Animal shelters need money and supplies to deal with the numbers of animals dumped on them during and after the Big Day(s). The puppy, so cute with a big red bow, a month later is making a mess in the house that nobody has time to deal with, so out puppy goes. “She needs Charlie under tree opening presentsa home where somebody’s home all day”, they say to shelter staff tired after having heard that 20 times that day.

Food banks, soup kitchens, animal shelters: all staffed by volunteers who also would like some time off for holiday celebrations. They know their work will increase in the coming months. But people and animals still need to eat every day. So if you’re not doing anything – and even if you are – can you spare a few hours? Can you serve at the church basement dinner so that one of the regular workers can put his or her feet up and relax?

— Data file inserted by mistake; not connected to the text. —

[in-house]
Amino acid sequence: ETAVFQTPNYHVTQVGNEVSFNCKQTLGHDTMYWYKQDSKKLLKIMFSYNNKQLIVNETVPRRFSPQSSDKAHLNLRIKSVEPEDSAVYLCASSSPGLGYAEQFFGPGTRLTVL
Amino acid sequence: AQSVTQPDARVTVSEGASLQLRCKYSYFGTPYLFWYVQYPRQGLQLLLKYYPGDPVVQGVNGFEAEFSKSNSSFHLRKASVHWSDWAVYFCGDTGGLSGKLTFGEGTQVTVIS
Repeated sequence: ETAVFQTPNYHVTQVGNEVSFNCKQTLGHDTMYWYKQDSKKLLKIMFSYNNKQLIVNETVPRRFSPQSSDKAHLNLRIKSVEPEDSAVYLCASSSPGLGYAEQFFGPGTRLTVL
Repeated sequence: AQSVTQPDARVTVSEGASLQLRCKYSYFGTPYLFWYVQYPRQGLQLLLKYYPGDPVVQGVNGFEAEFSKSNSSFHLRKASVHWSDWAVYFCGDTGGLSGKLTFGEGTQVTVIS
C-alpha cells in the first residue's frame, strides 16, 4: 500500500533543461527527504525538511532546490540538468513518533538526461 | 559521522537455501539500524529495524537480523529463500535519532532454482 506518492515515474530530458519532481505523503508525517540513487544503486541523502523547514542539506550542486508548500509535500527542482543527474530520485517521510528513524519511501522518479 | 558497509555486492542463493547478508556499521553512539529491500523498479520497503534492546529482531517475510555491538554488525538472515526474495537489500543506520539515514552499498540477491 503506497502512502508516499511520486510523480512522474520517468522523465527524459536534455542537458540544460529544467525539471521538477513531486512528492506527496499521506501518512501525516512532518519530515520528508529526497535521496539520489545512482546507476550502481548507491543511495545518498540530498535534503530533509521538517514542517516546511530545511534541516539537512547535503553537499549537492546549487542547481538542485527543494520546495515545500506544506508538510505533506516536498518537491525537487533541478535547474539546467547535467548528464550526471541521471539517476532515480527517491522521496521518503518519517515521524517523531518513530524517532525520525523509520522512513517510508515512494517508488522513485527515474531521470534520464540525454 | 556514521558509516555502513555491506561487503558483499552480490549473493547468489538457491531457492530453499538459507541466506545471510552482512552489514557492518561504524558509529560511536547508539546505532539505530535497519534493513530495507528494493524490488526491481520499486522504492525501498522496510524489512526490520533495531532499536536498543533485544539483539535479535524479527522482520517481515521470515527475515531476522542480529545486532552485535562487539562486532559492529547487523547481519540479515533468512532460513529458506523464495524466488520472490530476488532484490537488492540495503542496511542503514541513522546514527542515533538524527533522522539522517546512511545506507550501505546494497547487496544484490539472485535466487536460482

Easy Solstice giving

When you’re knocking fellow shoppers over at Wal-Mart to get the last-minute toy for your kid’s gift list, why not grab a second one? Give it to some other kid who won’t be getting it from his parents. When you’re getting a new hair bow for Fifi because it’s so cute, why not pick up a dog brush for your local animal shelter? They always need leashes, collars, bowls and supplies. If you don’t have a birdfeeder, buy one and a bag of seed for your spouse or kid. It’s a long, cold winter for little birds.

When you’re figuring out your holiday meal place settings, add another one for a neighbour who is alone. Or maybe they’d rather not join your family but would appreciate a hot plate of food or a homemade pie.

cats under Christmas treeI spent one Christmas alone in a new apartment. I’d made toys for the cats and was happy to spend the day with them. Then my landlord’s son came to my door, holding a foil-wrapped plate. “Mom thought you might like this,” he said and scurried away. It was the most delicious Christmas meal ever, and not just because she was a good cook. It was that they had thought of me. Have a wonderful Solstice and Season.